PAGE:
EAST LANSING – The Associated Builders and Contractors of Michigan is demanding that Michigan State University cancel its Building Trades Academy program on the grounds that it encourages "organizing in non-union construction companies," while a state legislative committee has struck funds from the university's budget for 2014-2015.

"Such activities lack legitimacy when performed by an academic institution," Chris Fisher, president of Michigan chapter of ABC, said in
a statement. "Would the university support a similar program geared toward union busting?"

But MSU spokesman Kent Cassella said that the program, which began in May 2013, is not paid for by taxpayer money but by the trade unions. 

"Beginning in May 2013, MSU's School of Human Resources and Labor Relations was contracted by North America's Building Trade Union Department to administer and provide academic oversight of the Building Trades Academy," Cassella said in a statement late Wednesday night. 

The Senate appropriations subcommittee on higher education approved a budget Thursday for the state's public universities that docks $500,000 from MSU's funding because of the university's involvement.

The Building Trades Academy, a series of four- and five-day seminars offered through the school of Human Resources and Labor Relations, is described as a program that provides "educational programs that offer useful and practical skill building for Building Trades union staff and leadership and capacity building for their unions." 

Classes are held in East Lansing, Los Angeles, and the Washington D.C. metro area. The D.C. classes are held at union-owned facilities while the classes in Los Angeles and East Lansing will be held at union halls.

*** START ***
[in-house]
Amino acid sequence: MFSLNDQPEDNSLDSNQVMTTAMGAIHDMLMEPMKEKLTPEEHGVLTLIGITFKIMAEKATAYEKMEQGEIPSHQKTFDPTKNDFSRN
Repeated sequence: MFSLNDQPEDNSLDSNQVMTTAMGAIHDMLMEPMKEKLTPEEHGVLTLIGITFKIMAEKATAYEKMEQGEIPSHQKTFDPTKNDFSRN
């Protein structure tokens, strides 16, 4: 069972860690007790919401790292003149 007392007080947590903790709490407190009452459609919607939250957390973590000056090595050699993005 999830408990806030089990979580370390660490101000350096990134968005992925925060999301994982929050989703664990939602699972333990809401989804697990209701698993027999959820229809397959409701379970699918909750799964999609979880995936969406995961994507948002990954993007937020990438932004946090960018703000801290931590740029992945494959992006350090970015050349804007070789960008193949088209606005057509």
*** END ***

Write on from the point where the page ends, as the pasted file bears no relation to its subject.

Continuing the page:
"There may be a place for union organizing but it is through the union halls, not the halls of a public land-grant university," Fisher
said. ABC is a national trade association that represents the merit shop construction industry. It has 74 chapters across the country and represents 22,000 commercial contractors and construction-related firms. 

A frequent contributor to Republican Party candidates – including former GOP presidential nominee Mitt Romney – the organization has often been at odds with labor unions.

Fisher said in the original statement that he believed Michigan taxpayers were being spent on the class. 

In a letter to MSU President Lou Anna Simon, Fisher says that the academy is "university-sanctioned instruction of union representatives in methods of interfering with existing employee and employer relationships for purposes of organizing non-union businesses."

Cassella said that the program is a non-credit course that is meant to offer "skill-building" for union staff.

"This service is paid for entirely through fees paid by members of the North America's Building Trades Unions, and no state appropriations or undergraduate tuition goes to support it," he said. "The academy does not advocate unionization of any company or group of companies; instead, it explores the business case of why the management of a company would voluntarily engage with a union."

The Michigan chapter of the National Federation of Independent Business, a national advocacy group for small businesses, challenged Cassella's assertion in a release celebrating the appropriations decision.

"MSU or any public, taxpayer-supported educational institution as a front and proxy to teach union staff how to organize private employers is a conflict of interest and an inappropriate use of a university’s reputation and taxpayer dollars," NFIB state director Charlie Owens said in a statement. "Just because they reimburse at the back end after using university resources at the front end doesn't change the fact that this is advocacy by a public university for labor union activities that foster labor unrest in private taxpaying businesses."

By Jay Scott Smith | JSmith44@mlive.com 
on March 27, 2014 at 1:37 PM, updated March 27, 2014 at 7:16 PM